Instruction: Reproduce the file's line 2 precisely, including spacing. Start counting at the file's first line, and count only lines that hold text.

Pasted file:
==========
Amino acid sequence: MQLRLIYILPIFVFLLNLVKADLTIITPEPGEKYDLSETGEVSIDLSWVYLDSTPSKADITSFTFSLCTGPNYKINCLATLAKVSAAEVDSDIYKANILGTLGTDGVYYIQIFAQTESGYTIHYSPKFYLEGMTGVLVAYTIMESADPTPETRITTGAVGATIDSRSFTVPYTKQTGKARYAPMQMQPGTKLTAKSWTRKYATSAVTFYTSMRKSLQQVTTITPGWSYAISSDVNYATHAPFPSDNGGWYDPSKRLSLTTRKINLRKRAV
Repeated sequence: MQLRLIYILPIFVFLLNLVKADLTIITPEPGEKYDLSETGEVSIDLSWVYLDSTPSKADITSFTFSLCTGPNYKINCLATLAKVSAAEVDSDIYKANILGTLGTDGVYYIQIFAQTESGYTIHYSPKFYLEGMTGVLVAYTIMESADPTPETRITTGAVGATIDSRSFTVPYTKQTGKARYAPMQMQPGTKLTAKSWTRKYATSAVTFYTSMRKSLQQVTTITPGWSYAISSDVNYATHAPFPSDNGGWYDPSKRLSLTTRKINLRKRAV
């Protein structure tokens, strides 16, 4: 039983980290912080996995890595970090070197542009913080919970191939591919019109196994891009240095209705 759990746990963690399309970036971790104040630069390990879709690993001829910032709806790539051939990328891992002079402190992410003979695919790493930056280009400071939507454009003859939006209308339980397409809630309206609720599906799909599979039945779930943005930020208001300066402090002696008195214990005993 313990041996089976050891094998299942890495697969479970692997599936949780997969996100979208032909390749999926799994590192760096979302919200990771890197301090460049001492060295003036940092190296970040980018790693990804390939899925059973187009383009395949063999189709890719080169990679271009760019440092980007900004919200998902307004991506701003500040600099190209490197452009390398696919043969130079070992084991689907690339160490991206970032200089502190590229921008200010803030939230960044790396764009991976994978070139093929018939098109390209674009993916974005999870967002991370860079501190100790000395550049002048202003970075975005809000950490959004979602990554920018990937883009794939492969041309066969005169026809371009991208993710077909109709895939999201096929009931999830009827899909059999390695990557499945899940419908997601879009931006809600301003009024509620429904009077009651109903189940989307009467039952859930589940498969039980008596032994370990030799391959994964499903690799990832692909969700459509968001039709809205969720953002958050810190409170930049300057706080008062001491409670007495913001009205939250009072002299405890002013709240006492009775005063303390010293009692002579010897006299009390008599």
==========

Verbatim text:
Repeated sequence: MQLRLIYILPIFVFLLNLVKADLTIITPEPGEKYDLSETGEVSIDLSWVYLDSTPSKADITSFTFSLCTGPNYKINCLATLAKVSAAEVDSDIYKANILGTLGTDGVYYIQIFAQTESGYTIHYSPKFYLEGMTGVLVAYTIMESADPTPETRITTGAVGATIDSRSFTVPYTKQTGKARYAPMQMQPGTKLTAKSWTRKYATSAVTFYTSMRKSLQQVTTITPGWSYAISSDVNYATHAPFPSDNGGWYDPSKRLSLTTRKINLRKRAV